The Caucasian Ovcharka dog is an ancient breed that is believed to have be roaming the Caucasus Mountains between Europe and Asia for over 2000 years! An despite the fact that the American Kennel Club (AKC) didn’t “officially” recognize the breed until 1996, it has been long revered throughout history by those who have had the good fortune of being able to own and work with one.
This breed has made its home in many countries, over the centuries, it has called many names by many people.
This is why for some, the Caucasian Ovcharka dog may be known as the:
- Caucasian Volkodav,
- Georgian Nagazi,
- Caucasian Ovtcharka,
- Caucasian Sheepdog,
- Caucasian Mountain dogs,
- The Russian Bear dog,
- Shepherd dog or the Caucasian Shepherd dog,
As well as the Sage Ganghazi like the United Kennel Club likes to refer to them.
The Federation Cynologique Internationale has this breed registered as a USSR breed, this decision to do is a bit “debatable” since it is believed that the Ovcharka mountain breed actually originated from the Caucasian countries which lie outside of the Soviet Union territories.
Now as we’ve…
Already stated, the Caucasian Ovcharka dog originated out of the Caucus Mountains, where they proved themselves to be a reliable and solid footed Mountain Dog that were able to double as a shepherd, all in their own right.
They have also been used as guard dogs, hunting dogs, and cattle driving dogs that are capable of living in some very inhospitable environments due to their “doubly” thick coat.
The Caucasian Shepherd dog have also become valued as great family pets as well as hard working gods that have become a “staple” in mountain rescue operations all over northern Asia and Eastern Europe.
The Ovcharka Dog Breed is MASSIVE…
… This was a dog deliberately created to be warm, fluffy and cozy inside its doubly thick coat. Similar to the famous TV dog ‘Beethoven’ in size at least, the Asian Ovcharka is somewhat of a Central Asian based dog as opposed to the St Bernard, popular in Eastern areas. It is clearly a molosser dog; a big, fuzzy ball of wondrous fluff designed to be mountain shepherds.
Which means that if…
You decide that you want to purchase a Caucasian Shepherd puppy or better yet adopt a Caucasian Ovcharka rescue dog, there are a few things you should expect.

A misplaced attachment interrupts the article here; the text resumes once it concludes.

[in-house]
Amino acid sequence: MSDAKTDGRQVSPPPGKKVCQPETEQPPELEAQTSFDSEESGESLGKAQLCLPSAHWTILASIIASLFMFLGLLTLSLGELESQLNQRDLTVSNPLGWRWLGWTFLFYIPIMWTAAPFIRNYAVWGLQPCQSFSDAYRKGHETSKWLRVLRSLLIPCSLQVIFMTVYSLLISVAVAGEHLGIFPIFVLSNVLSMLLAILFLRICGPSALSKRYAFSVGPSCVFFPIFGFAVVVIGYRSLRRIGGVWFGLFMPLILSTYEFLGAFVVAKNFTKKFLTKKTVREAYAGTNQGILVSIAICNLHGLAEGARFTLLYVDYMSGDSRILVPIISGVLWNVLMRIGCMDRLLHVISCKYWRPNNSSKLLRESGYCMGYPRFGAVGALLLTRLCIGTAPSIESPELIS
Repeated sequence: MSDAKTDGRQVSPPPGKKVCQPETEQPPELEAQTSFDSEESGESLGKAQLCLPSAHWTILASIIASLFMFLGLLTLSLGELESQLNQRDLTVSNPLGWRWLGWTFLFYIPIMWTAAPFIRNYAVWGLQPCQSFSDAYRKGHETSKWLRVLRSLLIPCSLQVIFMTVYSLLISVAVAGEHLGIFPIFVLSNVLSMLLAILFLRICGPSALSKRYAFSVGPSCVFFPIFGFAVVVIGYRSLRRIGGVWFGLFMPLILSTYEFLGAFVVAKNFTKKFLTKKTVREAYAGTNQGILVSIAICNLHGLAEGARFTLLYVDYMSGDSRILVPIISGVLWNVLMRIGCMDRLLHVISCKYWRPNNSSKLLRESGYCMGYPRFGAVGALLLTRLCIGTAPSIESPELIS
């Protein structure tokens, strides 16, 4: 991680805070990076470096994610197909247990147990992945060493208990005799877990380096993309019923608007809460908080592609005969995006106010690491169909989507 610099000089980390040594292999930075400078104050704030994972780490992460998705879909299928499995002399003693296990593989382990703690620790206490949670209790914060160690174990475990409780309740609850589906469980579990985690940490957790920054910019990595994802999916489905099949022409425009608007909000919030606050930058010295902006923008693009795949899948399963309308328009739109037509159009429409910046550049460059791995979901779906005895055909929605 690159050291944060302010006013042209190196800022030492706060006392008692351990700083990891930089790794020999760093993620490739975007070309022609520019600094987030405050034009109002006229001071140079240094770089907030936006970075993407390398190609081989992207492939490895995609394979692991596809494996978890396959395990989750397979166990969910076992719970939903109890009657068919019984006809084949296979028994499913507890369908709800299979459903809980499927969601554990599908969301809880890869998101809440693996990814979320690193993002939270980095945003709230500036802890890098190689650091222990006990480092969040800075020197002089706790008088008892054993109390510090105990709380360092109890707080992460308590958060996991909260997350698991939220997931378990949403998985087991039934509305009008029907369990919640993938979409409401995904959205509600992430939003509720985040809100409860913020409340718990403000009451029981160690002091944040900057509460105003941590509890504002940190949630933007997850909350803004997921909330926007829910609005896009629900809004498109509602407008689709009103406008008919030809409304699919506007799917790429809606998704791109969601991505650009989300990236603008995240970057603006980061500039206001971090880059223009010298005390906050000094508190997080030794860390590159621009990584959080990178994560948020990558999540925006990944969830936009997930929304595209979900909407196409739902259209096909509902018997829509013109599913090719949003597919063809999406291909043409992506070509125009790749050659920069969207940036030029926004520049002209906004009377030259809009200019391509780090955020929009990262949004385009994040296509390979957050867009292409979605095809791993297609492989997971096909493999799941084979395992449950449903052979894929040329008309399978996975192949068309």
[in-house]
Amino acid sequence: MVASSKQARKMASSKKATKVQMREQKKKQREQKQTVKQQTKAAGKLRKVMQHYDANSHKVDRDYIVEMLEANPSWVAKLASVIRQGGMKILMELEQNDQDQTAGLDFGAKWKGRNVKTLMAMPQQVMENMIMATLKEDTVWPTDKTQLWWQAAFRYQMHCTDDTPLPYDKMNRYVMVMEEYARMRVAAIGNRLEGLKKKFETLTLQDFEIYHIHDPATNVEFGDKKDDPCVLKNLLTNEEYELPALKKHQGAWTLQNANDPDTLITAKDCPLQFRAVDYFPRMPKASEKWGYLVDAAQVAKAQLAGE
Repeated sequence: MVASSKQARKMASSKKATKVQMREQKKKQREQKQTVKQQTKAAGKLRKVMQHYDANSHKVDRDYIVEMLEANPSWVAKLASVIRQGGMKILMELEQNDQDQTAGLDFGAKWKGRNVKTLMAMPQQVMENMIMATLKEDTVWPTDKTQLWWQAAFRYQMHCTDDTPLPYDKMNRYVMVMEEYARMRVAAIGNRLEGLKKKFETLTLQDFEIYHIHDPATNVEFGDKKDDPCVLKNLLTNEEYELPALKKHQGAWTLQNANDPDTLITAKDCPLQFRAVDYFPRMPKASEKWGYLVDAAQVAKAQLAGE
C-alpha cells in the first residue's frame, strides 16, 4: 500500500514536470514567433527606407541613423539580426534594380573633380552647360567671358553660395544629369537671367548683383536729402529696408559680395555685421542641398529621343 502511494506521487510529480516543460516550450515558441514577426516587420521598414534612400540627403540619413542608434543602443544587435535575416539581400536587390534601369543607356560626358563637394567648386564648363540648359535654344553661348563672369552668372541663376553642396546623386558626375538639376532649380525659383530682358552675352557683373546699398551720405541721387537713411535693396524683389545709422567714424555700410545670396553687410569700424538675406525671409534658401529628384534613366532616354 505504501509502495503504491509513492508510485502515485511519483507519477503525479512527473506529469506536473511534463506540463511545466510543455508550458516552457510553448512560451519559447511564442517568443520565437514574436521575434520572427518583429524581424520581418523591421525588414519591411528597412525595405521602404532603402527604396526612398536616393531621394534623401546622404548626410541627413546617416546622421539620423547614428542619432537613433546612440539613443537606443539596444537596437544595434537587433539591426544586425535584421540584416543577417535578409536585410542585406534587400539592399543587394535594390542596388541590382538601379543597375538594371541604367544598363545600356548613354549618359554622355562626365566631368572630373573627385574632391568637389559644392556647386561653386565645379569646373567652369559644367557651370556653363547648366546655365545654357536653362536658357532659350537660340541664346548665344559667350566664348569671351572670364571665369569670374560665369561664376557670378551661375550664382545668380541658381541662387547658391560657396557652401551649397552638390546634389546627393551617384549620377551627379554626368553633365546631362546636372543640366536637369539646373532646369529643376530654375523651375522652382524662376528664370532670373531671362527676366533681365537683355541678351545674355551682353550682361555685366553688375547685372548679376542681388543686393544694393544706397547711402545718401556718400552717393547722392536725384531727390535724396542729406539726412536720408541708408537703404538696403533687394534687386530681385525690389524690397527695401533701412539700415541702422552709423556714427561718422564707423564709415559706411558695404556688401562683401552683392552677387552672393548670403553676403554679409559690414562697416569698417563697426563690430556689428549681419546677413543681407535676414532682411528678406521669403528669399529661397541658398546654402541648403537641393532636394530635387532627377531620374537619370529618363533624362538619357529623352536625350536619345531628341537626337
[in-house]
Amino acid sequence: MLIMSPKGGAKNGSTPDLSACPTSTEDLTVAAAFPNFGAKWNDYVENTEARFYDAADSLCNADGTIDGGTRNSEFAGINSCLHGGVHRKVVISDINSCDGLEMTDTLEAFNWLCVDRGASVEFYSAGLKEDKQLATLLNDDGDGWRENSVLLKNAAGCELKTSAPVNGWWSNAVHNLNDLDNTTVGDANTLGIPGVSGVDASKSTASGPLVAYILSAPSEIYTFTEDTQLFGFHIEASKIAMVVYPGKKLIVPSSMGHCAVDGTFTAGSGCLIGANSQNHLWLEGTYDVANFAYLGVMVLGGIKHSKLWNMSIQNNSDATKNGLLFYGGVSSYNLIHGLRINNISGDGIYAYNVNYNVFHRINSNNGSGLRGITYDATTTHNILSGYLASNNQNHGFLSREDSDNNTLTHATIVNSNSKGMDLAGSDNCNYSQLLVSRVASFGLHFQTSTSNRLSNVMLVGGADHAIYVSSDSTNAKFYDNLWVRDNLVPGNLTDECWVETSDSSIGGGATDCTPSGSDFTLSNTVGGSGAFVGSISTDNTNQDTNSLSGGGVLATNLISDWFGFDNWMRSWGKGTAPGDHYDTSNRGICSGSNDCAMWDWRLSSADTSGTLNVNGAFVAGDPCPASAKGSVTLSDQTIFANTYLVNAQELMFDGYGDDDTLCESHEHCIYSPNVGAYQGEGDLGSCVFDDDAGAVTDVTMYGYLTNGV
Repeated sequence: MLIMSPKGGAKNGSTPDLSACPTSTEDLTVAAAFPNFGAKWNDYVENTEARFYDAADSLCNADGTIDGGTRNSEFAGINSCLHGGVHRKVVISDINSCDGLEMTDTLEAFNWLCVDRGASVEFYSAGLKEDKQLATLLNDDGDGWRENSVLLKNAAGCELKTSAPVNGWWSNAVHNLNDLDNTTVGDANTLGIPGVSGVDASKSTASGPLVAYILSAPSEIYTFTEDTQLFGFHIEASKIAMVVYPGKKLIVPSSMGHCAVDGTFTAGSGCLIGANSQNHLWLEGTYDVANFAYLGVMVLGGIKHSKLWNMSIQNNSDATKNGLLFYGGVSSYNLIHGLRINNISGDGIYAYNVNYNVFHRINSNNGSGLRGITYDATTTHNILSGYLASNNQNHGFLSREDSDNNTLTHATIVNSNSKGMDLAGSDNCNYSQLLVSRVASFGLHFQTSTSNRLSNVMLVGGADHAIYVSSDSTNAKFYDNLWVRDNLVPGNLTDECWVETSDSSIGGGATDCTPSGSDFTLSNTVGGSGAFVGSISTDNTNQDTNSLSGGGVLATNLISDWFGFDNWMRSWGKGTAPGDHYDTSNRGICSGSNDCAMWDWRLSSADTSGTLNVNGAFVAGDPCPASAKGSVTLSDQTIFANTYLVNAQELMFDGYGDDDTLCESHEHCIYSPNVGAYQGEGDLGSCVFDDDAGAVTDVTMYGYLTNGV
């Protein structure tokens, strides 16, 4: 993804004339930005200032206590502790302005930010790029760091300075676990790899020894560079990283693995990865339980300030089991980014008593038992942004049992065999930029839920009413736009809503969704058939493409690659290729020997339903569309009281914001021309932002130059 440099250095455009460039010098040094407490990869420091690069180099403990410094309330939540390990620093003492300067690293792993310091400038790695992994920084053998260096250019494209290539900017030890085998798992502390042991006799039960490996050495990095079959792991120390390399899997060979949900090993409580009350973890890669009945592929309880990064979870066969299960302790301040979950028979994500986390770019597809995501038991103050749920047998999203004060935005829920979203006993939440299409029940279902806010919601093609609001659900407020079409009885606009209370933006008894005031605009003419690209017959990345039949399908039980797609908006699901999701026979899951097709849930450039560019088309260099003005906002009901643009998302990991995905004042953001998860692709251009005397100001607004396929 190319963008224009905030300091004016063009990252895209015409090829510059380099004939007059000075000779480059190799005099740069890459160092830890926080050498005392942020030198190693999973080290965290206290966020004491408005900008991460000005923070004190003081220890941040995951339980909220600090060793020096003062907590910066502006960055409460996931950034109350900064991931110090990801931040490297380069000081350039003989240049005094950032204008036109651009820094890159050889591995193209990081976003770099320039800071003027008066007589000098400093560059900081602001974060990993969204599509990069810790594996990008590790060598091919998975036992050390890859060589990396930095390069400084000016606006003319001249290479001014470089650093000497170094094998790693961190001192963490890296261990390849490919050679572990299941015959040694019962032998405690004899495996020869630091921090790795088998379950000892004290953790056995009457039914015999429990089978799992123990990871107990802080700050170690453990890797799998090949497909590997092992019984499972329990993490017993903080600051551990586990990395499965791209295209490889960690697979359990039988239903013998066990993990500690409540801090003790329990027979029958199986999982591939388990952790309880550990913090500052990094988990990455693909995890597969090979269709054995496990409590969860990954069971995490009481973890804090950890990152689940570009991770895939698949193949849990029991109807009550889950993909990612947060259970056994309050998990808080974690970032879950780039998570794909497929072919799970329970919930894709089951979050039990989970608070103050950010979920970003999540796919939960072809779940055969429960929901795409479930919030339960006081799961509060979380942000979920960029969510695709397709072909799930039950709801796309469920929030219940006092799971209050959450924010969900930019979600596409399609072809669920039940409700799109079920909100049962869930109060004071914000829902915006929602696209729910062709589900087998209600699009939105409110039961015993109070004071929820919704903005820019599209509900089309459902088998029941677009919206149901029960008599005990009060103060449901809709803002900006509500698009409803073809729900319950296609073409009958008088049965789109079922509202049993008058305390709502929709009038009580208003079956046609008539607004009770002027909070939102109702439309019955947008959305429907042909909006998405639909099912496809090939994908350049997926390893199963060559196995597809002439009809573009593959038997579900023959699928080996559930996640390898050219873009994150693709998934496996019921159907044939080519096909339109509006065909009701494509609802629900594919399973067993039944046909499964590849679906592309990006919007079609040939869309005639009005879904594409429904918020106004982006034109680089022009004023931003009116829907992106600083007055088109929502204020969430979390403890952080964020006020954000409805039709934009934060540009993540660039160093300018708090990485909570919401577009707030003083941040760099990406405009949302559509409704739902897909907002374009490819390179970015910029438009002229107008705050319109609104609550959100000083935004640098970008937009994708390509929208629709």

- First, they are going to have a big head, long legs and a long tail.
- Second, they’re going to be “big” boned. Or to put it another way, these dogs are going to be solidly built.
Lastly, they are going to have big “puppy dog” eyes which is going to make you forget just how huge they are and want to just give them a giant hug!
Going to be “intolerably hairy” and is going to need rigorous brushing (they say twice a week, but we say daily) and regular baths to get rid of all that shedding hair… (and good luck trying to get this giant into the bath)!
And while…It would be nice if the term Caucasian actually gave us a hint as to what color his coat might be, the truth is that Caucasian Ovcharka can come in all sorts of solid and mixed colors so don’t let that part of the name fool you.
Caucasian Ovcharka temperament.
Probably the best way to describe a Caucasian Shepperd dog temperament would be to call them a huge teddy bear that doesn’t particularly trust strangers. You see, this big lovable guy is growing to be a perfect addition to most households.
That said however…
Because the Caucasian Ovcharaka has been breed to be an intelligent independent thinker, he can tend to be a bit headstrong and will need a firm owner to prevent him simply doing as he pleases.
Need plenty of stimulation to keep his mind active, even if he himself is not an active dog in his later years.
- A bored Caucasian is highly likely to chew your shoes, your shoe stand and then the wall behind it if you don’t keep him busy.
- He’s is not good with other animals as a general rule.
- And due to his territorial nature, unless socialized early on, your Caucasian is not likely enjoy interacting with strangers.
- Obedience classes are also advisable with this breed, since they are headstrong and tend to do as they please.
Additionally…While many owners will tell you that this dog is not very active, the puppy version is.
So, if you do decide to adopt a Caucasian Ovcharaka puppy, you’ll need to provide them with plenty of room to run and stretch.
Apartment living will work provided you take the time to allow your “buddy” to hit the park or go for a run but be aware that your Caucasian will be able to clear a 6 foot fence if he or she chooses to do so and even an electric fence isn’t going to be able to stop a determined Ovcharaka!
Is the Caucasian a healthy Dog?
All in all, the Caucasian Ovcharaka dog breed is a relatively healthy dog breed. That said however there are a few issues you’ll want to be on the lookout for including:
- Hip dysplasia in later life like most big breeds.
- As well as cataracts.
Which is why…
We at IndulgeYourPet always like to suggest that while one is researching what kind of pet to get, they should also see exactly what it would cost to actually purchase a pet insurance policy as well.
This way, if in the future, you find yourself staring an INSANELY large vet bill, you won’t have to face the bill alone. Instead, you can use your insurance to minimize your expenses.
For more information about how much a pet insurance policy might cost you and which pet insurance company has the “best” deal, we would encourage you to check out our Best Pet Insurance companies article.